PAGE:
Reasons for Optimism for New Orleans’ Future ~Dr. Ezra Boyd, DisasterMap.net
Declarations of the death of an American city have given way to new reasons to be optimistic about New Orleans’ future. Anyone who has visited the city recently will tell you that the metro area is well into a robust period of re-population and recovery.
The numbers support this view. New Orleans itself has regained 80% of it’s pre-flood population, while the larger metropolitan region has regained over 90% of it’s population. A strong recovery has fueled a strong economy, and the tech sector in particular has gained national prominence. While the neighborhoods continue to recover, the federal, state, and local governments have vigorously invested in improved flood protection and coastal restoration. The Corps has spent $15 billion in structural projects, while local governments across the region continue to invest in levees, wetlands, and home raising. At the state level, Louisiana’s ambitious $50 billion 2012 Coastal Master Plan has identified projects that contribute to multiple lines of defense for the coastal region. While these positive signs have been covered extensively, this article examines another reason for optimism that has not gotten as much attention, but could prove to be the saving grace: Climate trends.
In particular, there are early signs that the North Atlantic Oscillation (NAO) and the Atlantic Multidecadal Oscillation (AMO) could be entering the end of the recent period that spawned the memorable gulf coast storms of recent years. The AMO is a climate trend in the North Atlantic ocean that influences the frequency and severity of hurricanes in the Atlantic basin, while the NAO is a similar climate trend that influences the paths that hurricanes follow. It is one of several periodic global climate trends, similar to the El Niño Southern Oscillation (ENSO). In general, periodic climate trends follow somewhat regular temporal patterns in severity, with a peak and a low point which are separated by many years. Climate studies have found that NAO influences hurricane activity … specifically along the Gulf coast. Generally speaking the high activity periods last for about 15 years and are separated by 30 years of low activity.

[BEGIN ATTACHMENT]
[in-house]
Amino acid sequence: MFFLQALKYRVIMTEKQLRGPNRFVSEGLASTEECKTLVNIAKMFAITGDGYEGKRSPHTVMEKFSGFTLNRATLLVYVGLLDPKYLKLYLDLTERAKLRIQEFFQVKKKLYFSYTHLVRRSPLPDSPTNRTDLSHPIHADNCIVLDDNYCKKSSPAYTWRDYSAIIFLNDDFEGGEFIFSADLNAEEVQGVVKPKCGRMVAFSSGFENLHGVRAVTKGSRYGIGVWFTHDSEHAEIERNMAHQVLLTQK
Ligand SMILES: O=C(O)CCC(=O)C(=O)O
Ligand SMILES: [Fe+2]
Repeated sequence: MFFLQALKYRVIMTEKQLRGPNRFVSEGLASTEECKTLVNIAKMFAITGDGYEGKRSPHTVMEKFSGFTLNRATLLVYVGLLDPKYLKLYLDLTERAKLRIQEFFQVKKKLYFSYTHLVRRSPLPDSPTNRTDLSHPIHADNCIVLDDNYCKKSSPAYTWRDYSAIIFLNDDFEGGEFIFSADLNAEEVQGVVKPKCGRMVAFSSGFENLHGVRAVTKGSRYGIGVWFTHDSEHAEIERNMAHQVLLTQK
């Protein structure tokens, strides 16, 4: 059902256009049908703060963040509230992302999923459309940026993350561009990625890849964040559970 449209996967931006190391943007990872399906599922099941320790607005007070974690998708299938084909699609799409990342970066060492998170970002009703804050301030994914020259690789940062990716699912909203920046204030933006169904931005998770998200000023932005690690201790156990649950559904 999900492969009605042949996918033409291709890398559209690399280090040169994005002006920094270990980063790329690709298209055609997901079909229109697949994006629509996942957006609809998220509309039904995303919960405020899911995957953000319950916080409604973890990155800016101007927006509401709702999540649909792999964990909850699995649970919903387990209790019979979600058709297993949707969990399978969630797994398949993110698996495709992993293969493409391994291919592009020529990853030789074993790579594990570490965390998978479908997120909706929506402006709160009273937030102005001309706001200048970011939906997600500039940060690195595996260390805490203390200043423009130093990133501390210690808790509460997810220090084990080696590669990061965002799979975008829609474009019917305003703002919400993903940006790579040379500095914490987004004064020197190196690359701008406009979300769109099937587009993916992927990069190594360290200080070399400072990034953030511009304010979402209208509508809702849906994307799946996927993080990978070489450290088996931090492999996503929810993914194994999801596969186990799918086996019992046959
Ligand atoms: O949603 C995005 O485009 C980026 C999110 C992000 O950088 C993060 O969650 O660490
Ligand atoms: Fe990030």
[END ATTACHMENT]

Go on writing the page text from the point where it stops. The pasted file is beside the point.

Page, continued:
There is one caveat to keep in mind, human induced global warming and sea level rise will almost certainly influence the NAO and AMO trends, specifically in terms of the both intensity and duration of the peaks. Indeed, we ran our post by Dr. Jeff Masters at Wunderblog, and he promptly, kindly replied: “The proper pattern to refer to is the Atlantic Multidecadal Oscillaion (AMO), which entered a positive phase in 1995, launching our current active hurricane period.While the NAO is important for steering hurricanes, it is not important for influencing the total number of hurricanes, nor how strong they get. Since the AMO is tied to sea surface temperatures (SSTs), and SSTs were above average in the tropical Atlantic again this year, I think it is unlikely that we are seeing early signs of an end to the active AMO period that began in 1995. The inactivity this year was due to atmospheric circulation patterns that brought much dry air to the tropical Atlantic.”
The last 20 or so years have certainly been a period of high activity in the Atlantic basin and specifically in the Gulf of Mexico. Starting with Hurricane Andrew in 1992, the peak period of the NAO also includes many memorable storms: Georges (1998), Ivan (2004), Katrina (2005), Rita (2005), Ike (2008), and Isaac (2012). Of note, if you take 1992 as the start of the peak period, we are now 21 years into that peak period. Going back into recent history, the previous peak period of high hurricane activity consists of Hurricane Audrey in 1957 which killed over 400 in southwest Louisiana, Hurricane Betsy (1965) which caused levee breaches in the Industrial Canal and caused 75 deaths in Louisiana, and Hurricane Camille(1969) which was similar to Hurricane Katrina in intensity and killed over 250 along the Mississippi Gulf Coast. After enduring the 12 years of devastation between Audrey and Camille, the Gulf coast breathed a sigh of relief as the low period in the NAO meant no major storm impacts for almost 30 years between 1969-98.